Last week I was in Montreal visiting friends at Bos Advertising, a fabulous agency I’ve had the privilege of being an advisor to for several years, and I was up late working in my hotel room with the TV on, and decided to put on a movie to distract my brain for a while. I didn’t want something too loud and obnoxious, so rather randomly I chose “Love and Other Drugs”, mainly because I liked the cute/sexy movie poster. In this movie, Jake Gyllenhaal plays a pharma company drug rep, a charming playboy who falls in love with a smart but difficult woman with Parkinson’s played by Anne Hathaway. Boy meets girl, girl is too smart for his game and totally rejects boy, boy wins over girl, boy tries to save girl from her Parkinson’s, girl rejects boy again for fear of getting too close, boy finally wins girl over for good after getting in touch with his feelings. Actually, it was kind of interesting and watchable, and didn’t make me think too hard. Perfect.
But what got my attention was that this was partially a true story set in the 80s and 90s, and the guy repped the drug Zoloft for Pfizer while his arch rival sales rep sold Prozac for Lilly. Even though the two reps could argue for days about the relative medical merits of their respective drugs, there’s no contest between the popularity of Prozac and that of Zoloft, especially in the first decade of that class of drugs. It was hilarious to watch the Gyllenhaal character do somersaults and pirouettes with influential doctors (and their secretaries) to get them to prescribe his drug, but the power of Prozac’s meme was just too much. And then, fortunes turn, and our guy is repping, guess what, Viagra, the new Pfizer champion drug. Viagra, with its promise (and advertising) of reawakening your vigour and joy, giving you that extra kick that’ll make you more vital, more manly, in all areas of your life — is a gigantically popular memetic system. And although many in the pharma industry tout the superior qualities of competitors like Cialis, whose revenues are nothing to sniff at, nothing compares in the public imagination to the mythic stature of Viagra. Even, and perhaps especially, in the intensely scientific realm of pharma, what captures the imagination trumps or transcends functional qualities. We are consumers of symbols, and the most memetic symbol always wins.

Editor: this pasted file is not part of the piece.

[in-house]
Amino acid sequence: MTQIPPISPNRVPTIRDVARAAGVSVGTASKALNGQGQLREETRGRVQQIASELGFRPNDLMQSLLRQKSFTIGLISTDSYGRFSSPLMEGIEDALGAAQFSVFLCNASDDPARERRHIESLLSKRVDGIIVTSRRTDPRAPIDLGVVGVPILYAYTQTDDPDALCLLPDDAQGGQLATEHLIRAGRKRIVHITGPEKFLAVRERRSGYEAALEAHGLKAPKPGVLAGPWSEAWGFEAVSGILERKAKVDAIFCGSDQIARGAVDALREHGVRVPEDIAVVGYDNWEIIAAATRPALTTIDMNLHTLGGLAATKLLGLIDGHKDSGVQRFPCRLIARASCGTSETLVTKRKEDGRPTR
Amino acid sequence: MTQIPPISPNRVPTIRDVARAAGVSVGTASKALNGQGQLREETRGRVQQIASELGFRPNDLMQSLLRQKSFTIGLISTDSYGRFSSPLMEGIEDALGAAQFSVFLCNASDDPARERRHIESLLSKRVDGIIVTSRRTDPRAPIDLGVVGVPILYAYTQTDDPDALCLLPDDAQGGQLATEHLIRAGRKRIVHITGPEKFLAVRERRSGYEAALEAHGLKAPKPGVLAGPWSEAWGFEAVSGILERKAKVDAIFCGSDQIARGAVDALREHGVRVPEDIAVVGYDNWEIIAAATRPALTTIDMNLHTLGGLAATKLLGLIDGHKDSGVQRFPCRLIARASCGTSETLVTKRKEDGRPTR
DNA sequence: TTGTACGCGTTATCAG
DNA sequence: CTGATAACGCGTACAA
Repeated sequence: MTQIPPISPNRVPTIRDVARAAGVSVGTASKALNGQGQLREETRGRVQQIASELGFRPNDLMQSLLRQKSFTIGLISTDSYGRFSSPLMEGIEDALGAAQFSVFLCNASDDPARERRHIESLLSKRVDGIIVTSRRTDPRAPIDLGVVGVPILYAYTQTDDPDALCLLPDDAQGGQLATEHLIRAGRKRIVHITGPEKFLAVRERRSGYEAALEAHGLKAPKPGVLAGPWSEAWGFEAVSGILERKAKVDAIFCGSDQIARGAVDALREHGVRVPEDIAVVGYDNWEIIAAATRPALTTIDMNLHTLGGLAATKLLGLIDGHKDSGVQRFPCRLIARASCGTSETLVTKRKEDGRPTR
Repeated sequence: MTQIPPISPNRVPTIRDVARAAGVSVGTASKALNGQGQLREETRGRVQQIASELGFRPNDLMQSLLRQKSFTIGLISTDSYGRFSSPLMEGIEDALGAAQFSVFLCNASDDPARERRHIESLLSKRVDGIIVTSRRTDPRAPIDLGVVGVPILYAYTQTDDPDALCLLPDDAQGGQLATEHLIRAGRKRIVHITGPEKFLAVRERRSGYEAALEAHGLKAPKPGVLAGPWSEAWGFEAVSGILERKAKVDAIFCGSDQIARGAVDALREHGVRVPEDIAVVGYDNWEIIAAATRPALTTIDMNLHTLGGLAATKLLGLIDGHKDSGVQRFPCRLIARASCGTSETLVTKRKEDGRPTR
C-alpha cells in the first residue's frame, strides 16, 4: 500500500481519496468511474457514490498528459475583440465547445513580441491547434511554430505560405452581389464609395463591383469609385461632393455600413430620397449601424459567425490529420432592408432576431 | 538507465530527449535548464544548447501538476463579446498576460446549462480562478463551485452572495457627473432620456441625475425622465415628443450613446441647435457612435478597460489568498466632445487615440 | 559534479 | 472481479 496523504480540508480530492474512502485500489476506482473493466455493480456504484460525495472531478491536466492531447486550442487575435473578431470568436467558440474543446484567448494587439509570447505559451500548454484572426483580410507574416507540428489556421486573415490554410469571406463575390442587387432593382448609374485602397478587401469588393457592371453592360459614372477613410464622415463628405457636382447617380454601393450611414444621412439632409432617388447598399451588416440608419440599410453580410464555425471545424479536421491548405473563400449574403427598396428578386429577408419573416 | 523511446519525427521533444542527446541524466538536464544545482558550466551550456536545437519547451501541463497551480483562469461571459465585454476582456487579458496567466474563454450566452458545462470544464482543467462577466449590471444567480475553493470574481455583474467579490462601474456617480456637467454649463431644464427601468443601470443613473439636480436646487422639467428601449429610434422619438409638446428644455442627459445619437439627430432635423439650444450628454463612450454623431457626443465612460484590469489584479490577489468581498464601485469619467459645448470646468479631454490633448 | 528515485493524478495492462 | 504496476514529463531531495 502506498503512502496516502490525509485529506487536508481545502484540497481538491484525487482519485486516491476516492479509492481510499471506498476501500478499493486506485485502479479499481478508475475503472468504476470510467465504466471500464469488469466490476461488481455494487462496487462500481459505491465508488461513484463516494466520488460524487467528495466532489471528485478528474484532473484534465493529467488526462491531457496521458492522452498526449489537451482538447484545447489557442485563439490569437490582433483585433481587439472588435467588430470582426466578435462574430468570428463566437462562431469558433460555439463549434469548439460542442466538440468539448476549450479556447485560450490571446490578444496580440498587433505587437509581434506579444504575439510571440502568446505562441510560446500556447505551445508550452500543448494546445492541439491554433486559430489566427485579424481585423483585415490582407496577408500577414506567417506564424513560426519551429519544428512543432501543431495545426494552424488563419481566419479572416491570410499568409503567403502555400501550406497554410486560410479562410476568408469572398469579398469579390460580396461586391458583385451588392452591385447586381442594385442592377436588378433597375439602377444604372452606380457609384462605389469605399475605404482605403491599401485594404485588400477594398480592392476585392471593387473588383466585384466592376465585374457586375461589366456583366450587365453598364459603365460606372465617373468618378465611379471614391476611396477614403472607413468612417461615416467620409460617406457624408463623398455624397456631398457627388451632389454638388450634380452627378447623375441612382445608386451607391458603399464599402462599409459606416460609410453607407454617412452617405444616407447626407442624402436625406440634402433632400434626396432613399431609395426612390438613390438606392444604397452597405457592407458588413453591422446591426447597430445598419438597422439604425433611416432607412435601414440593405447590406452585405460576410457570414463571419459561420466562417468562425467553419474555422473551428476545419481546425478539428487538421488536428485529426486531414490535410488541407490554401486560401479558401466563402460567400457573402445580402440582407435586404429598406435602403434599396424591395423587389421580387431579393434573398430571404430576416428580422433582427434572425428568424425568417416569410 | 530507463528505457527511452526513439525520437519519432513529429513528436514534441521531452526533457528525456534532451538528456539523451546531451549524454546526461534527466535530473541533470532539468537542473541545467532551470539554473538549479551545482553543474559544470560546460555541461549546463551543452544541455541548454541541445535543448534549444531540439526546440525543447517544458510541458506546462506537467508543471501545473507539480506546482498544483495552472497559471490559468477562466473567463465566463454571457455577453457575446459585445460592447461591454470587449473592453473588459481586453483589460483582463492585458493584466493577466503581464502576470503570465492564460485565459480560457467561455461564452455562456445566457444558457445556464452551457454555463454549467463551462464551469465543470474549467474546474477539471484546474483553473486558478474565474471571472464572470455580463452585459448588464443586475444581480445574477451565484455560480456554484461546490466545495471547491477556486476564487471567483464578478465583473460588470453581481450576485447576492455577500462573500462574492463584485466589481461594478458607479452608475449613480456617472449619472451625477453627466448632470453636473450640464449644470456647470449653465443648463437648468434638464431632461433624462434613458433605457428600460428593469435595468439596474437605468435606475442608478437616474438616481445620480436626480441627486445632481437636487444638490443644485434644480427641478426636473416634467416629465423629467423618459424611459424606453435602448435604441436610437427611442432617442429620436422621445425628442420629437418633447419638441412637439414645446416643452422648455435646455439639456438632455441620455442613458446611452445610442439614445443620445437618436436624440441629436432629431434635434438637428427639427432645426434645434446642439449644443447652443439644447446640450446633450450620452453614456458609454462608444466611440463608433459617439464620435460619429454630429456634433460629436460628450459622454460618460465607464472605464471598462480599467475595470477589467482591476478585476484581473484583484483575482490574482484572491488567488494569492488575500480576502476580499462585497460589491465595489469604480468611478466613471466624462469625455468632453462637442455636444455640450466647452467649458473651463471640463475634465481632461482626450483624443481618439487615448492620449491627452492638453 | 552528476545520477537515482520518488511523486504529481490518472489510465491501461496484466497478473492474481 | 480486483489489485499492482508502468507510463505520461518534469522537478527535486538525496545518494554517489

So, in both cases, the winner was: First to Market, and First on Meme. Perhaps that should be one of our mantras as marketers.